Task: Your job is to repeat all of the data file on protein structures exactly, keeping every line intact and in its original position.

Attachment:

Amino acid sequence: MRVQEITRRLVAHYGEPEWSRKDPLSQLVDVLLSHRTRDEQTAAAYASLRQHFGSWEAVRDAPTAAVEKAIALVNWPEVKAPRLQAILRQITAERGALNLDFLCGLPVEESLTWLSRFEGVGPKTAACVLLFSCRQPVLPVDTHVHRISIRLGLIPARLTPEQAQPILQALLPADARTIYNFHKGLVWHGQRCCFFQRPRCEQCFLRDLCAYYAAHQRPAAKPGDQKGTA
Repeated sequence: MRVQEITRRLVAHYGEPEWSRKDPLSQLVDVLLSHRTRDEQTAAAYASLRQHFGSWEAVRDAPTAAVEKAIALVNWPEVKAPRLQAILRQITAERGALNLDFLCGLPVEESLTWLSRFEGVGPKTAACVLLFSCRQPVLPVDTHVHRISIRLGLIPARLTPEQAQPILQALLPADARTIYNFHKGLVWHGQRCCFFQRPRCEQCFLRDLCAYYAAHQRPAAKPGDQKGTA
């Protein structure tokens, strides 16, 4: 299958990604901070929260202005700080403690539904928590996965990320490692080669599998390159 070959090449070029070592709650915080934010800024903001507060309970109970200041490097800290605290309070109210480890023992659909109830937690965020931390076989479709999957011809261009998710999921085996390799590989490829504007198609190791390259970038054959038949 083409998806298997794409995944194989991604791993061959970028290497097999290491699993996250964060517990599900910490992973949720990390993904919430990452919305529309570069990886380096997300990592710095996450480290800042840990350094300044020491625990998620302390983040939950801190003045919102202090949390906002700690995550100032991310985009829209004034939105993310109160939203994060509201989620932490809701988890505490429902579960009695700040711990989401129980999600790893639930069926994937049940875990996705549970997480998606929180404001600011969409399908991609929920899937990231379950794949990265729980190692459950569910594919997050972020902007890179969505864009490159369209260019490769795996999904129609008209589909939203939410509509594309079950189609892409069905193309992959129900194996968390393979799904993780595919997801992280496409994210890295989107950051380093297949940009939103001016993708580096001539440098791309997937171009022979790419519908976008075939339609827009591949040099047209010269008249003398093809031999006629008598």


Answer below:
Amino acid sequence: MRVQEITRRLVAHYGEPEWSRKDPLSQLVDVLLSHRTRDEQTAAAYASLRQHFGSWEAVRDAPTAAVEKAIALVNWPEVKAPRLQAILRQITAERGALNLDFLCGLPVEESLTWLSRFEGVGPKTAACVLLFSCRQPVLPVDTHVHRISIRLGLIPARLTPEQAQPILQALLPADARTIYNFHKGLVWHGQRCCFFQRPRCEQCFLRDLCAYYAAHQRPAAKPGDQKGTA
Repeated sequence: MRVQEITRRLVAHYGEPEWSRKDPLSQLVDVLLSHRTRDEQTAAAYASLRQHFGSWEAVRDAPTAAVEKAIALVNWPEVKAPRLQAILRQITAERGALNLDFLCGLPVEESLTWLSRFEGVGPKTAACVLLFSCRQPVLPVDTHVHRISIRLGLIPARLTPEQAQPILQALLPADARTIYNFHKGLVWHGQRCCFFQRPRCEQCFLRDLCAYYAAHQRPAAKPGDQKGTA
């Protein structure tokens, strides 16, 4: 299958990604901070929260202005700080403690539904928590996965990320490692080669599998390159 070959090449070029070592709650915080934010800024903001507060309970109970200041490097800290605290309070109210480890023992659909109830937690965020931390076989479709999957011809261009998710999921085996390799590989490829504007198609190791390259970038054959038949 083409998806298997794409995944194989991604791993061959970028290497097999290491699993996250964060517990599900910490992973949720990390993904919430990452919305529309570069990886380096997300990592710095996450480290800042840990350094300044020491625990998620302390983040939950801190003045919102202090949390906002700690995550100032991310985009829209004034939105993310109160939203994060509201989620932490809701988890505490429902579960009695700040711990989401129980999600790893639930069926994937049940875990996705549970997480998606929180404001600011969409399908991609929920899937990231379950794949990265729980190692459950569910594919997050972020902007890179969505864009490159369209260019490769795996999904129609008209589909939203939410509509594309079950189609892409069905193309992959129900194996968390393979799904993780595919997801992280496409994210890295989107950051380093297949940009939103001016993708580096001539440098791309997937171009022979790419519908976008075939339609827009591949040099047209010269008249003398093809031999006629008598």